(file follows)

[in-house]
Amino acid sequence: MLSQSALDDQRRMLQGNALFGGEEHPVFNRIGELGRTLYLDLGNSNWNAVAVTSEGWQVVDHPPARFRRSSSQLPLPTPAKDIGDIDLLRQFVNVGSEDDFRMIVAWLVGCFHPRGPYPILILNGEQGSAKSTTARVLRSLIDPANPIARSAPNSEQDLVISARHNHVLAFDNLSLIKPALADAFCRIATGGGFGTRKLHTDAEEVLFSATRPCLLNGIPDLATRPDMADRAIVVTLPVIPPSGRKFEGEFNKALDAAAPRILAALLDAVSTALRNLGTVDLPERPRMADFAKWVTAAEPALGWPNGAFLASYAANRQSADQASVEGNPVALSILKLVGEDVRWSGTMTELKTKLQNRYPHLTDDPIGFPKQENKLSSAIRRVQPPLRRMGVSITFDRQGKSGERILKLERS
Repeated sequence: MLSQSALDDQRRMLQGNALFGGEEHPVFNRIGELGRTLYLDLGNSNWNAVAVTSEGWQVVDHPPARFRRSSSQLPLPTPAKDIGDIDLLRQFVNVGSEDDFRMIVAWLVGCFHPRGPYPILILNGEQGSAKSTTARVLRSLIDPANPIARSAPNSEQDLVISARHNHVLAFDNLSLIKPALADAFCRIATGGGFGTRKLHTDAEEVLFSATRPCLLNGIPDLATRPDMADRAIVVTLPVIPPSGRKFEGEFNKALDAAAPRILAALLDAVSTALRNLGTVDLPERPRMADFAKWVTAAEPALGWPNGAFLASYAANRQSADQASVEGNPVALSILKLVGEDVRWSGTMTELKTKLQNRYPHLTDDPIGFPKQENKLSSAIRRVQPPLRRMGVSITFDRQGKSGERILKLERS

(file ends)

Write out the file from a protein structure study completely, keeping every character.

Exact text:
[in-house]
Amino acid sequence: MLSQSALDDQRRMLQGNALFGGEEHPVFNRIGELGRTLYLDLGNSNWNAVAVTSEGWQVVDHPPARFRRSSSQLPLPTPAKDIGDIDLLRQFVNVGSEDDFRMIVAWLVGCFHPRGPYPILILNGEQGSAKSTTARVLRSLIDPANPIARSAPNSEQDLVISARHNHVLAFDNLSLIKPALADAFCRIATGGGFGTRKLHTDAEEVLFSATRPCLLNGIPDLATRPDMADRAIVVTLPVIPPSGRKFEGEFNKALDAAAPRILAALLDAVSTALRNLGTVDLPERPRMADFAKWVTAAEPALGWPNGAFLASYAANRQSADQASVEGNPVALSILKLVGEDVRWSGTMTELKTKLQNRYPHLTDDPIGFPKQENKLSSAIRRVQPPLRRMGVSITFDRQGKSGERILKLERS
Repeated sequence: MLSQSALDDQRRMLQGNALFGGEEHPVFNRIGELGRTLYLDLGNSNWNAVAVTSEGWQVVDHPPARFRRSSSQLPLPTPAKDIGDIDLLRQFVNVGSEDDFRMIVAWLVGCFHPRGPYPILILNGEQGSAKSTTARVLRSLIDPANPIARSAPNSEQDLVISARHNHVLAFDNLSLIKPALADAFCRIATGGGFGTRKLHTDAEEVLFSATRPCLLNGIPDLATRPDMADRAIVVTLPVIPPSGRKFEGEFNKALDAAAPRILAALLDAVSTALRNLGTVDLPERPRMADFAKWVTAAEPALGWPNGAFLASYAANRQSADQASVEGNPVALSILKLVGEDVRWSGTMTELKTKLQNRYPHLTDDPIGFPKQENKLSSAIRRVQPPLRRMGVSITFDRQGKSGERILKLERS